Way back when, back in time to the latter part of the last century, Steve Jobs– on his way to cleaning Apple’s house, and turning it into a lean, clean profit machine– divided the Mac into four quadrants.
There was pro and consumer. Desktop and notebook. With a few variations, that was it. That was the entire Mac lineup for a few years. Jobs called it ‘focus.’ Does that mean today’s Apple is not focused because it has hundreds of products?
Actually, those products are mostly variations on a theme. Mac, iPhone, iPad, Watch, accessories; but each one has many versions, hence the ‘hundreds’ of products in the lineup. The Mac is a good example of the dynamics of evolution. From the 1990s and four Macs, from when Apple and the Mac were synonymous, Apple today has an odd mix of five Macs lineup.
There’s the Mac mini. The iMac with Retina 5k (or 4k) display. The MacBook Pro. The new MacBook. And the aging MacBook Air. That three of the Mac categories are notebooks shouldn’t be a surprise as nearly 70-percent of all Macs sold are notebooks.
One of those Macs is about to die.
Unbeknownst to most Apple watchers, you could still buy a 13-inch non-Retina MacBook Pro, the model that hadn’t been upgraded in four years, it still has a hard disk (vs. a flash-based SSD), still has an array of connectors, but as best I can tell, still has the built-in SuperDrive. It’s the only Mac with a built-in SuperDrive standard (no longer available on any Mac).
This is the end of an era. Non-Retina display. SuperDrive. Hard disk drive.
Why is this aging relic still around? For the same reason the MacBook Air is still around. It’s an entry level, low price Mac that still gets bought by people who don’t want what’s new, and don’t have the money to pay for it anyway.
This is what Apple does to Macs. Older Mac models die of neglect. They don’t get updated as frequently, yes, but they’re priced as low as you can get a new Mac. Judging from how Apple has been neglecting other Macs, which ones would you say are on the chopping block, and due to be replaced or discontinued soon?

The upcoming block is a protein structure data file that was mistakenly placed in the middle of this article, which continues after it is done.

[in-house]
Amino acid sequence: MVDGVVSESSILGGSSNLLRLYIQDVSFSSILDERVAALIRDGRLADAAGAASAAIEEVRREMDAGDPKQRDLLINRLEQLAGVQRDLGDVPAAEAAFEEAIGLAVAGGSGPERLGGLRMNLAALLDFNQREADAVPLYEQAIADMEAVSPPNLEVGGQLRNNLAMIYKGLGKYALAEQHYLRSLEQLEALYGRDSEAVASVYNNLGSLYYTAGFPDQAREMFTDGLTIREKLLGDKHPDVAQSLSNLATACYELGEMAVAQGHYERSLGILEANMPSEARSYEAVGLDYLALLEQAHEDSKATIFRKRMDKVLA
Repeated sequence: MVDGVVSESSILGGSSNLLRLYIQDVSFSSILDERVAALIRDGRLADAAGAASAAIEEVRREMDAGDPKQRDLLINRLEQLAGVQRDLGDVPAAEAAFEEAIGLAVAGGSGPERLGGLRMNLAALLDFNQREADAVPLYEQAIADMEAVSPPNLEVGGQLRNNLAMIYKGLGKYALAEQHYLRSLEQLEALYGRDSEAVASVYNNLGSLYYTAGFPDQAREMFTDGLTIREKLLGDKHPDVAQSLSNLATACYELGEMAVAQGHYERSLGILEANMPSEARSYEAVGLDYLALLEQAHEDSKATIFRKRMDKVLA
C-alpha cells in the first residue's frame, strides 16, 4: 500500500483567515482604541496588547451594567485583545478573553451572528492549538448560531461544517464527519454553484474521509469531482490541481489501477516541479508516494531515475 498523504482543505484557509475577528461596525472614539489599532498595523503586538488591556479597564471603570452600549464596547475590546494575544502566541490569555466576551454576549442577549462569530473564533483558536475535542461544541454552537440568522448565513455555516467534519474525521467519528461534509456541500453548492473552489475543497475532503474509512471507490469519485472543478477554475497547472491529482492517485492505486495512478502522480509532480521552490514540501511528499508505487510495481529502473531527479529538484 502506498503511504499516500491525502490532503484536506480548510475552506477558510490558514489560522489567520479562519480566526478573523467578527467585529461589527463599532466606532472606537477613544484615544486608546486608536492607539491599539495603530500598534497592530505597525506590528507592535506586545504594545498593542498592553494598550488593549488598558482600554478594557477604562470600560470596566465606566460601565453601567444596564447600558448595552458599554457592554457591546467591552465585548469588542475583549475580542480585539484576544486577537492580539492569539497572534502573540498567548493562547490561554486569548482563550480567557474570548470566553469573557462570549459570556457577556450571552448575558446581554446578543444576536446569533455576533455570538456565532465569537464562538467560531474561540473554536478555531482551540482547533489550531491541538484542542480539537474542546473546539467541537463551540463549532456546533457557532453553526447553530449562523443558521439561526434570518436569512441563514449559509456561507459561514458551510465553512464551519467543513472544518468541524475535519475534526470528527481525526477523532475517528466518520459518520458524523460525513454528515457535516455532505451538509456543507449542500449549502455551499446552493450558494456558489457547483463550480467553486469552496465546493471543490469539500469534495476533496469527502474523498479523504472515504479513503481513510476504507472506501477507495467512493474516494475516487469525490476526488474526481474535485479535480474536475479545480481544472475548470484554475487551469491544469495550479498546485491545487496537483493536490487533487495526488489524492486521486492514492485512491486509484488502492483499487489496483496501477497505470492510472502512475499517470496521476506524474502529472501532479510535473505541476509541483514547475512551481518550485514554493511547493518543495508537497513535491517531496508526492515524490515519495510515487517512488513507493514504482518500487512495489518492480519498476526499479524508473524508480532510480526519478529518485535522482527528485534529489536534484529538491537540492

Here’s my list (in order):
- MacBook Air
- Mac Pro
- Mac mini
The MacBook Air is a no brainer. It’s totally an entry-level device for the budget conscious and visually impaired (can’t tell the difference between a standard display and a Retina display). The new MacBook is priced higher but doesn’t necessarily perform better. Until the Retina display MacBook gets a price cut, the MacBook Air will stick around. Why? Because people buy it.
The Mac Pro hasn’t been updated with anything in more than two years. Maybe Intel just doesn’t have faster CPUs so it doesn’t matter. Maybe Apple realizes it made a mistake. The design is cool but the price tag is too high and the device is underpowered. Maybe Apple’s experiment at making Macs in the U.S. hasn’t worked well enough to expand the line. Or, maybe nobody is buying a device that hasn’t been upgraded in a few years. That’s always a warning sign.
The Mac mini falls into a similar trap, but may have a special attraction of its own. Price. Every few years Apple upgrades the Mac mini and the Build To Order options can make it a formidable and capable Mac, if somewhat expensive. I just priced a high end Mac mini, fully tricked out with faster i7 CPU, 1TB PCIe-based flash storage, and maxed out RAM. $2,199. For a Mac mini (entry level is $499).
There’s no question Apple is readying new MacBook Pros. Thinner, lighter, faster, and with some extra visual iCandy to justify the increasingly outlier price tag for the Mac.
For now, say goodby to the entry-level MacBook Pro. Then get ready to say goodbye to the MacBook Air and Mac Pro (to be replaced with something better). The mini will stick around.